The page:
Newsletter No.269 — Jun 18, 2023

Probable Events Poison Reality ⊗ What if Design Isn’t for Humans? ⊗ What Could Happen if We Give up Saving Journalism?

Want to understand the world & imagine better futures?

Also this week → Specialist AND Generalist ⊗ Tools from the UNGP Foresight Project ⊗ The relativity of perspectives

Probable events poison reality

Fantastic piece by Rob Horning on technology, capitalism, disruption, innovation, and the ever-faster spinning wheel of bs it all rides on. Ok, I might be overstating it a bit, but just. The general vision of technology being shilled to us is that it should be understood in terms of the economic opportunities it presents, centered on “disruption” and “innovation,” and revolving around the idea of seeing any technology as the “next wave” of digital disruption.

He argues that the ideological defense of technology (and its promotion, citing McKinsey’s reports) becomes more desperate as recent technological innovations such as crypto, the “metaverse,” and generative AI, are harder (impossible) to defend as universal improvements. Since “tech” doesn’t seem to reduce inequality, fix the climate crisis, or any of our real problems, it becomes harder to believe that progress is happening automatically and for the common good. No, “the main purpose of technology developed under capitalism is to secure profit and sustain an unjust economic system and social hierarchies, not to advance human flourishing.”

I prefer the first part, as a pamphlet of the current state of technological advancement—or the most highly publicised hot zones anyway—but the second one, focused on LLMs and the potential poisoning of the internet, depicts a rising concern. Citing Ross Anderson, “Just as we’ve strewn the oceans with plastic trash and filled the atmosphere with carbon dioxide, so we’re about to fill the Internet with blah.”

Debate boils down to whether you believe innovation truly is like a natural force — a “perennial gale” that blows down more or less from heaven — or more a matter of capitalist interests whipping up a wind to keep themselves afloat. […]

Since the debates about technology are often just masked debates about capitalism’s inescapability, the critiques tend to resolve into the same shape, highlighting the same problematic business models, the same disregard for the populations put at risk, the same speculative frenzies, the same modes of overpromotion and distortion. […]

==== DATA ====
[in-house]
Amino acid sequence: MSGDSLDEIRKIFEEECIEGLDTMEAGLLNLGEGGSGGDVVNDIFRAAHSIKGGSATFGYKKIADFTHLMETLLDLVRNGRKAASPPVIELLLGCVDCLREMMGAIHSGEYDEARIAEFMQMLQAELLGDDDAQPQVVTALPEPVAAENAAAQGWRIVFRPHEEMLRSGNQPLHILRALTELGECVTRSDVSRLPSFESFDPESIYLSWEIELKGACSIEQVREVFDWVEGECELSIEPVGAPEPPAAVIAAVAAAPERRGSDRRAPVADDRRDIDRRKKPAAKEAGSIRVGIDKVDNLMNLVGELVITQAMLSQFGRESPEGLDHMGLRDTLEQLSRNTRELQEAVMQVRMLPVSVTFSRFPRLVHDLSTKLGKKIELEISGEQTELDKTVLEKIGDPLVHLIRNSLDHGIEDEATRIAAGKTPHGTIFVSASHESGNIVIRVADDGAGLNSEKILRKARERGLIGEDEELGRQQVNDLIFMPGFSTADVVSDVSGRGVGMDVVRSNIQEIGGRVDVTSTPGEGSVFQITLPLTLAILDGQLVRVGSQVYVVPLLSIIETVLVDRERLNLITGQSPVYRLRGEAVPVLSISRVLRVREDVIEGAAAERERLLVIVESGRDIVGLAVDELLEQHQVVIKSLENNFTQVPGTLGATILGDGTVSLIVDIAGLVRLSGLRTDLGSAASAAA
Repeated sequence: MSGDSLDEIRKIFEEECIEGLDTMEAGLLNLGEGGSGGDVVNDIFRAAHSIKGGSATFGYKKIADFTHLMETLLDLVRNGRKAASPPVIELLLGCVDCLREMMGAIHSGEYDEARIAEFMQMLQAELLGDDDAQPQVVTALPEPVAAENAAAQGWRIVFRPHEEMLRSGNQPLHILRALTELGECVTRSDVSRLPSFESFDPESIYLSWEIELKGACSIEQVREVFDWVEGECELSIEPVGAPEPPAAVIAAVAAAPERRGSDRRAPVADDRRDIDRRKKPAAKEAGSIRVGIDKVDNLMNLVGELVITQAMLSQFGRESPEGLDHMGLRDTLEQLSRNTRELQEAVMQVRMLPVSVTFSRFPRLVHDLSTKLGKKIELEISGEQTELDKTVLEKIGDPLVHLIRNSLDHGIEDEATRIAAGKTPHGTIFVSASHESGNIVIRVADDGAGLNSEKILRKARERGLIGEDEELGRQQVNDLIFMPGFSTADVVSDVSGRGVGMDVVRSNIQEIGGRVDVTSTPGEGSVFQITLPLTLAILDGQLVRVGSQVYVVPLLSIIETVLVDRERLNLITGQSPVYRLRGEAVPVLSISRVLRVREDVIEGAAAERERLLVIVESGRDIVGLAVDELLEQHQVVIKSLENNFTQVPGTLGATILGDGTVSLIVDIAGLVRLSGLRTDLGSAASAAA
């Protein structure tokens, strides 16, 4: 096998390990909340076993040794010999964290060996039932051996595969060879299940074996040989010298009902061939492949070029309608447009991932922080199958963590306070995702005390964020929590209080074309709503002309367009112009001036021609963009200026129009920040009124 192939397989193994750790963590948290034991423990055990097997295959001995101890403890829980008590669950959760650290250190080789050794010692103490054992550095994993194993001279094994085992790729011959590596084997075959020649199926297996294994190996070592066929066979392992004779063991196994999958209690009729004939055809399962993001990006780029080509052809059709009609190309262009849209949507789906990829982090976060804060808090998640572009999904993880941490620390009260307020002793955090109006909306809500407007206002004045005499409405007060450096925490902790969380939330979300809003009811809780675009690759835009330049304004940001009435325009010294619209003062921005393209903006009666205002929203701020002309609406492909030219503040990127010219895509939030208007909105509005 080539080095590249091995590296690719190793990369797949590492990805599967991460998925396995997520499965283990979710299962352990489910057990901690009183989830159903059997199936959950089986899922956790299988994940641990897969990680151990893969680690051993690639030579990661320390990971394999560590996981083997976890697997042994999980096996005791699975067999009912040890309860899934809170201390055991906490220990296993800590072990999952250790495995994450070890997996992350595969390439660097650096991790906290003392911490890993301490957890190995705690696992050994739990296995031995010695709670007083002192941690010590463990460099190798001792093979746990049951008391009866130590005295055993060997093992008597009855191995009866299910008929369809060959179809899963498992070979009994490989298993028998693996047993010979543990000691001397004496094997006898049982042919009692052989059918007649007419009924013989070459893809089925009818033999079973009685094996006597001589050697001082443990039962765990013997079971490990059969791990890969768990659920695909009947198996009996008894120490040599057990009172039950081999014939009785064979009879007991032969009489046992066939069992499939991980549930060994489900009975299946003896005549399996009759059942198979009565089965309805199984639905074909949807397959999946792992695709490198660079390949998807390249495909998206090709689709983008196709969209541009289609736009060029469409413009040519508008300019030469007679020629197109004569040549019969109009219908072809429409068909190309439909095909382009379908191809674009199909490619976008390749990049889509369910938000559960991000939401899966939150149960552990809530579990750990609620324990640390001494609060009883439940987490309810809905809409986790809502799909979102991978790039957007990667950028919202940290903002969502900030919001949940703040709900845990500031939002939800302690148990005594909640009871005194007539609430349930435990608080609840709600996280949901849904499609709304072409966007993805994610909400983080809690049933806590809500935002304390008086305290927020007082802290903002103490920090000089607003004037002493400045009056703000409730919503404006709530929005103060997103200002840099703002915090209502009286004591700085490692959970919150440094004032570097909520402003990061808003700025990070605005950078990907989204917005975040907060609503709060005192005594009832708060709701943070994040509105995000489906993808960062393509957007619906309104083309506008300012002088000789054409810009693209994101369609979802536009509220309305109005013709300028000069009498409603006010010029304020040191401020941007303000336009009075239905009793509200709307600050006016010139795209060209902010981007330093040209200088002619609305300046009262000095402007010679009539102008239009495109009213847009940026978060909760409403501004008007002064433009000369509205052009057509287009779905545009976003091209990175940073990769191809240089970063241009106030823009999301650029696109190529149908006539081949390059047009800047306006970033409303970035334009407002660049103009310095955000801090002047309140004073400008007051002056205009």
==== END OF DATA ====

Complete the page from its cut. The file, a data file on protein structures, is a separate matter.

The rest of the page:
Most AI harms follow specifically from the biases captured, objectified, and perpetuated through data, but more generally they stem from capitalism’s abstractions of “labor” and “value.” […]

Pareene takes this as an example of how the internet, understood as a commons-space of collaborative connectivity directed by human flourishing rather than profit, has gradually been subsumed by companies that have learned to exploit such collaboration as a resource, one that may or may not be renewable.

What if design isn’t for humans?

Manuel Lima, writing at Scratching the Surface, adapted some of his book The New Designer. Over almost the whole existence of this newsletter I’ve shared articles about broader views of design, roughly going from replacing user-centered design by society-centered design, to a more than human view that takes society yes, but also nature as considerations. Here Lima goes even further, or sideways perhaps, proposing that nature is not only a consideration and inspiration for designers, but in fact the actual ‘client.’ By which he means that we use our products for only a very short time, they are then left in the world in some form or another. Designers must conceive their products for how/where they end up as much as for the short time they will be in use. One might read his vision as planet-centered, even more so than circular design.